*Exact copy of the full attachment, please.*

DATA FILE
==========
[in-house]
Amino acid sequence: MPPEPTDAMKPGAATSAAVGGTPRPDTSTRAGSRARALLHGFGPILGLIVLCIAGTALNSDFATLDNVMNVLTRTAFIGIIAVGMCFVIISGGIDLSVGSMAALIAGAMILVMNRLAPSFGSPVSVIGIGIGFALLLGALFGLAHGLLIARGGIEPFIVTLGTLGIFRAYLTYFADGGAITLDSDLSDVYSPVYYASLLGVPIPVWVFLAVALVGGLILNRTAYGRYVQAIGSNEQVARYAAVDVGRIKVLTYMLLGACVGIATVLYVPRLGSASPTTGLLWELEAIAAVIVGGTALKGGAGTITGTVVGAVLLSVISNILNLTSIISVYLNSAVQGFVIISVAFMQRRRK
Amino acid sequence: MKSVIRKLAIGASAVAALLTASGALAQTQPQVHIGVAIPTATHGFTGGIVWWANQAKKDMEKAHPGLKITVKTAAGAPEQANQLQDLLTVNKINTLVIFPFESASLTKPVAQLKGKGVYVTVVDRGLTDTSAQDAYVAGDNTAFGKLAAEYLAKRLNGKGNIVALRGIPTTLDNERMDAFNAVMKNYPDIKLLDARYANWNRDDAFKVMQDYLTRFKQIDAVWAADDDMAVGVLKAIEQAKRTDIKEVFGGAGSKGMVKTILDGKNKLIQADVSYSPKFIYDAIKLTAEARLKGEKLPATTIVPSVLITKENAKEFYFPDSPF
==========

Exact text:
[in-house]
Amino acid sequence: MPPEPTDAMKPGAATSAAVGGTPRPDTSTRAGSRARALLHGFGPILGLIVLCIAGTALNSDFATLDNVMNVLTRTAFIGIIAVGMCFVIISGGIDLSVGSMAALIAGAMILVMNRLAPSFGSPVSVIGIGIGFALLLGALFGLAHGLLIARGGIEPFIVTLGTLGIFRAYLTYFADGGAITLDSDLSDVYSPVYYASLLGVPIPVWVFLAVALVGGLILNRTAYGRYVQAIGSNEQVARYAAVDVGRIKVLTYMLLGACVGIATVLYVPRLGSASPTTGLLWELEAIAAVIVGGTALKGGAGTITGTVVGAVLLSVISNILNLTSIISVYLNSAVQGFVIISVAFMQRRRK
Amino acid sequence: MKSVIRKLAIGASAVAALLTASGALAQTQPQVHIGVAIPTATHGFTGGIVWWANQAKKDMEKAHPGLKITVKTAAGAPEQANQLQDLLTVNKINTLVIFPFESASLTKPVAQLKGKGVYVTVVDRGLTDTSAQDAYVAGDNTAFGKLAAEYLAKRLNGKGNIVALRGIPTTLDNERMDAFNAVMKNYPDIKLLDARYANWNRDDAFKVMQDYLTRFKQIDAVWAADDDMAVGVLKAIEQAKRTDIKEVFGGAGSKGMVKTILDGKNKLIQADVSYSPKFIYDAIKLTAEARLKGEKLPATTIVPSVLITKENAKEFYFPDSPF